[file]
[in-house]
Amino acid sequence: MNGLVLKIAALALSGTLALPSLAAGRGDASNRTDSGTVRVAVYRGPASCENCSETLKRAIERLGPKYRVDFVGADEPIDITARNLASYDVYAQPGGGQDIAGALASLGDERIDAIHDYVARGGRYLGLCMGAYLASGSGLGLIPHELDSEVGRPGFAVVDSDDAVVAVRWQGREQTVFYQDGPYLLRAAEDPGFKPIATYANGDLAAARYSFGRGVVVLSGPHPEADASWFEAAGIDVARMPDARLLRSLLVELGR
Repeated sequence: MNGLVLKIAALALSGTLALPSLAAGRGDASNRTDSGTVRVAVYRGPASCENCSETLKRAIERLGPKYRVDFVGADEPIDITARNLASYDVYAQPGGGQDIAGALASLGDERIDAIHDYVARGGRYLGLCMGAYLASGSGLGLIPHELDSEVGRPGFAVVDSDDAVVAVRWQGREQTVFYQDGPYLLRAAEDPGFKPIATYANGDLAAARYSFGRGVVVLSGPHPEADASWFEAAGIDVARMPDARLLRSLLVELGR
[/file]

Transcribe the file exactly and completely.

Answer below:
[in-house]
Amino acid sequence: MNGLVLKIAALALSGTLALPSLAAGRGDASNRTDSGTVRVAVYRGPASCENCSETLKRAIERLGPKYRVDFVGADEPIDITARNLASYDVYAQPGGGQDIAGALASLGDERIDAIHDYVARGGRYLGLCMGAYLASGSGLGLIPHELDSEVGRPGFAVVDSDDAVVAVRWQGREQTVFYQDGPYLLRAAEDPGFKPIATYANGDLAAARYSFGRGVVVLSGPHPEADASWFEAAGIDVARMPDARLLRSLLVELGR
Repeated sequence: MNGLVLKIAALALSGTLALPSLAAGRGDASNRTDSGTVRVAVYRGPASCENCSETLKRAIERLGPKYRVDFVGADEPIDITARNLASYDVYAQPGGGQDIAGALASLGDERIDAIHDYVARGGRYLGLCMGAYLASGSGLGLIPHELDSEVGRPGFAVVDSDDAVVAVRWQGREQTVFYQDGPYLLRAAEDPGFKPIATYANGDLAAARYSFGRGVVVLSGPHPEADASWFEAAGIDVARMPDARLLRSLLVELGR